Yesterday (Tuesday), after work I decided to start transferring the video. After a big delay that required me to trash all my Final Cut preferences (the program stopped recognising the camera) I managed to get the footage imported. The lighting is harsh and the cameras automatic mode was pretty ugly. The picture also lacked sharpness and clarity, which I am a little surprised by, but I know it can do better and I only have myself to blame for using the automatic settings and autofocus. I was careful to check my white balance this time, having learned from previous mistakes.

But there was one thing I didn't check before we started filming. Audio levels. In my utter incompetence and inexperience, I shot the whole scene with the volume setting on the camera left on it's previous settings, which was when I filmed the deafening Frau Pouch/Explorer's Collective live gig. Barely a word registers when I playback the footage, and no matter how much I amplify the audio on Final Cut I can't hear a thing. My plan, to assemble a rough cut rehearsal of the scene that we could use to critique direction, camerawork, and blocking, has pretty much crumbled. I am incredibly disappointed, devestated even, given all the work that everyone put in to make this rehearsal happen. This was meant to help us feel utterly prepared going into our filming on Sunday, and all we're left with is a badly edited silent movie. Not that I've had time to edit it together yet, which should be difficult without any audio cues.

God fucking damnit.

On the plus side, if the footage makes sense (all the timecodes for each take have been recorded so assembling it then trimming the fat shouldn't be completely impossible) without audio then we know that visually, our plans are sound. We can also use this dodgy footage to make sure our continuity and blocking works and make changes where we need to. And on the super-positive side, at least I've learned my lesson BEFORE setting foot on the location. I'm really mad at myself for the oversight, but learning the hard way... sometimes it's the best way. I'm making a checklist, so this never happens again.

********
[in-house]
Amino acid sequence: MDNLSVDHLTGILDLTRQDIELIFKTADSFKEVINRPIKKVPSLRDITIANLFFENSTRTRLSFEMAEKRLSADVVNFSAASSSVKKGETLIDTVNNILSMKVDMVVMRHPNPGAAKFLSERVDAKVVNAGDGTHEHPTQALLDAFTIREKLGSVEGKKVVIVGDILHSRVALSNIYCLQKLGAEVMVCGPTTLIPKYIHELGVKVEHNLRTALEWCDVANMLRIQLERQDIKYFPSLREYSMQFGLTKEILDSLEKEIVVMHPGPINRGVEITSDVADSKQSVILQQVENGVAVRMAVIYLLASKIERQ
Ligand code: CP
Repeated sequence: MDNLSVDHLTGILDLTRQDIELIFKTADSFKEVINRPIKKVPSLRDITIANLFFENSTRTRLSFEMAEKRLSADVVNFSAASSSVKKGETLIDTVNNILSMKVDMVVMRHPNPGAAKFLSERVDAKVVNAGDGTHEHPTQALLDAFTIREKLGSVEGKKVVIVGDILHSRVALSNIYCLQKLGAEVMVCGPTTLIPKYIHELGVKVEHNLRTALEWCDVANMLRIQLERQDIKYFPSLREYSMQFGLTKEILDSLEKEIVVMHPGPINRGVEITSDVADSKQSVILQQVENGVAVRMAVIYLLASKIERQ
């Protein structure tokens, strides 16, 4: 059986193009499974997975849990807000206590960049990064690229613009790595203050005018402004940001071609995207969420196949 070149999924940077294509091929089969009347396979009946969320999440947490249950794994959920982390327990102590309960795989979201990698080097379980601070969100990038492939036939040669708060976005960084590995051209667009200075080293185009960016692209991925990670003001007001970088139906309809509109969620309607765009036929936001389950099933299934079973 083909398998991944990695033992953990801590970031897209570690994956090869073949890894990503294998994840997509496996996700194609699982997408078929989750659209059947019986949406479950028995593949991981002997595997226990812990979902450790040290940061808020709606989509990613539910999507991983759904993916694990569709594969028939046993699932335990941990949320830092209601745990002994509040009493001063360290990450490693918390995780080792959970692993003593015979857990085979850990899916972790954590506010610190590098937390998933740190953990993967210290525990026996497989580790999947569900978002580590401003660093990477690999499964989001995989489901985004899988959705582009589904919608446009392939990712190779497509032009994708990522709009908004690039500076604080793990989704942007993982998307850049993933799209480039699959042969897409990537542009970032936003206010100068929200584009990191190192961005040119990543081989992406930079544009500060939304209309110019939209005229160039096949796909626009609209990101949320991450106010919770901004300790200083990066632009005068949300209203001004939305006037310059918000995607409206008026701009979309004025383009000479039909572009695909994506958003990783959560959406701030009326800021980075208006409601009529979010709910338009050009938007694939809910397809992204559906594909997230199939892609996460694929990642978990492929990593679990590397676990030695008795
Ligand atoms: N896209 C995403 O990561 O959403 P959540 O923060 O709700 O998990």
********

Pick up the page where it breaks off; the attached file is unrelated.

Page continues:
I was organised on Monday, more so than I have been on any of the music video shoots, but I realise I am still not organised enough. But I'm getting there!

Thanks for reading x

Friday, 3 June 2011

Filming next weekend! Rehearsal filming on Monday.

I haven't updated for a little while, not because of a lack of things happening, but an abundance! We're filming next Sunday and right now we're meeting quite often to rehearse (we might even be over-rehearsing) and on Monday we're going to have a filmed rehearsal in which we'll practice not only walking and talking but also the different camera angles and shots. I've been mapping out the camera angles on a plan of the location for the past few days now on my lunchbreaks at work. It's something I've never bothered to do before but it really helps you visualise and plan a full shot list and I'm finding it invaluable. I guess how useful it actually is will become apparent next weekend. Sadly our filmed rehearsal won't be on location (a wonderful central London apartment that a friend is lending us), but in Mark's basement mocked up to represent the space as much as we possibly can.

Right now I'm looking forward to our filmed rehearsal, and especially to editing the footage together and seeing if it works as a whole. I've done similar "dry runs" on music video rehearsals, and it has always shown me where my planning was weakest, which scenes needed more thought and which didn't really work, and allowed me to fix that.

Editing is like assembling the jigsaw puzzle. After the hustle of filming, I always find editing to be a real pleasure, ensconced in the study behind a computer screen with a cup of tea and a notepad filled with scribbled timecodes. Maybe a bit more time spent editing will kill that cosiness off, but currently it's one of the things I look forward to the most.

We've been working really hard towards this first piece of filming, doing a lot of rehearsals. If we continue at this rate, filming a scene a month, it will take us 18 months. That's just stupidly long. I'm hoping that once we get this first scene done we'll start moving things a long a lot more quickly, and we'll be more confident. I don't want this shoot to go on forever or become a millstone or a chore for anyone, as everyone is working for free on this project.

Let's hope it doesn't drive anyone insane. As each day passes it dawns on me more and more how complicated this project is and how utterly inexperienced I am.